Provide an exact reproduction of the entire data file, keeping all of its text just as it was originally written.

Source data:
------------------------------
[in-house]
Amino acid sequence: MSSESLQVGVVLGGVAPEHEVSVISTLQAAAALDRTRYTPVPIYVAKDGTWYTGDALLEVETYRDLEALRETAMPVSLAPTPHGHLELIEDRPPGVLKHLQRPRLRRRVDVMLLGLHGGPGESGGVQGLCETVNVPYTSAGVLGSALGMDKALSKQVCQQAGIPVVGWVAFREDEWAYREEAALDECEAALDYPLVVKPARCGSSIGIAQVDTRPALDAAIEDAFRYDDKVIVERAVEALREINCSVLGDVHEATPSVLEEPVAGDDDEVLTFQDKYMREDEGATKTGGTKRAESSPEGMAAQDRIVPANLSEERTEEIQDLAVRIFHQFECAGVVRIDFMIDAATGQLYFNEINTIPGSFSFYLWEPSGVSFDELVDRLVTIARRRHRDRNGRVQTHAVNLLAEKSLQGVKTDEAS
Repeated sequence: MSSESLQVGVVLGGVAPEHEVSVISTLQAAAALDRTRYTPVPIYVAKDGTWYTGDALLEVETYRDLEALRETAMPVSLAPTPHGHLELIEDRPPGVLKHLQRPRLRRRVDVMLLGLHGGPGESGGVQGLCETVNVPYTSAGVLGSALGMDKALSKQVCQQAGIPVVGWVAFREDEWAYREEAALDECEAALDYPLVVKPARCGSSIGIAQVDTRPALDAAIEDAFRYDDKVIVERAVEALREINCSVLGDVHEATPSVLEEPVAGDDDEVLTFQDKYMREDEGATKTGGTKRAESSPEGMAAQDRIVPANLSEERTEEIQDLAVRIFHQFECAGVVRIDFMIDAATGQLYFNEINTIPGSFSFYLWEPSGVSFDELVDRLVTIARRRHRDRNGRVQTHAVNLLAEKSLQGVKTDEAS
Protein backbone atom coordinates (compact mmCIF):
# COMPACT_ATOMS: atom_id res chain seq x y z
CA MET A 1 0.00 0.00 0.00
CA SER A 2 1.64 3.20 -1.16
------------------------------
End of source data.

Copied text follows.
[in-house]
Amino acid sequence: MSSESLQVGVVLGGVAPEHEVSVISTLQAAAALDRTRYTPVPIYVAKDGTWYTGDALLEVETYRDLEALRETAMPVSLAPTPHGHLELIEDRPPGVLKHLQRPRLRRRVDVMLLGLHGGPGESGGVQGLCETVNVPYTSAGVLGSALGMDKALSKQVCQQAGIPVVGWVAFREDEWAYREEAALDECEAALDYPLVVKPARCGSSIGIAQVDTRPALDAAIEDAFRYDDKVIVERAVEALREINCSVLGDVHEATPSVLEEPVAGDDDEVLTFQDKYMREDEGATKTGGTKRAESSPEGMAAQDRIVPANLSEERTEEIQDLAVRIFHQFECAGVVRIDFMIDAATGQLYFNEINTIPGSFSFYLWEPSGVSFDELVDRLVTIARRRHRDRNGRVQTHAVNLLAEKSLQGVKTDEAS
Repeated sequence: MSSESLQVGVVLGGVAPEHEVSVISTLQAAAALDRTRYTPVPIYVAKDGTWYTGDALLEVETYRDLEALRETAMPVSLAPTPHGHLELIEDRPPGVLKHLQRPRLRRRVDVMLLGLHGGPGESGGVQGLCETVNVPYTSAGVLGSALGMDKALSKQVCQQAGIPVVGWVAFREDEWAYREEAALDECEAALDYPLVVKPARCGSSIGIAQVDTRPALDAAIEDAFRYDDKVIVERAVEALREINCSVLGDVHEATPSVLEEPVAGDDDEVLTFQDKYMREDEGATKTGGTKRAESSPEGMAAQDRIVPANLSEERTEEIQDLAVRIFHQFECAGVVRIDFMIDAATGQLYFNEINTIPGSFSFYLWEPSGVSFDELVDRLVTIARRRHRDRNGRVQTHAVNLLAEKSLQGVKTDEAS
Protein backbone atom coordinates (compact mmCIF):
# COMPACT_ATOMS: atom_id res chain seq x y z
CA MET A 1 0.00 0.00 0.00
CA SER A 2 1.64 3.20 -1.16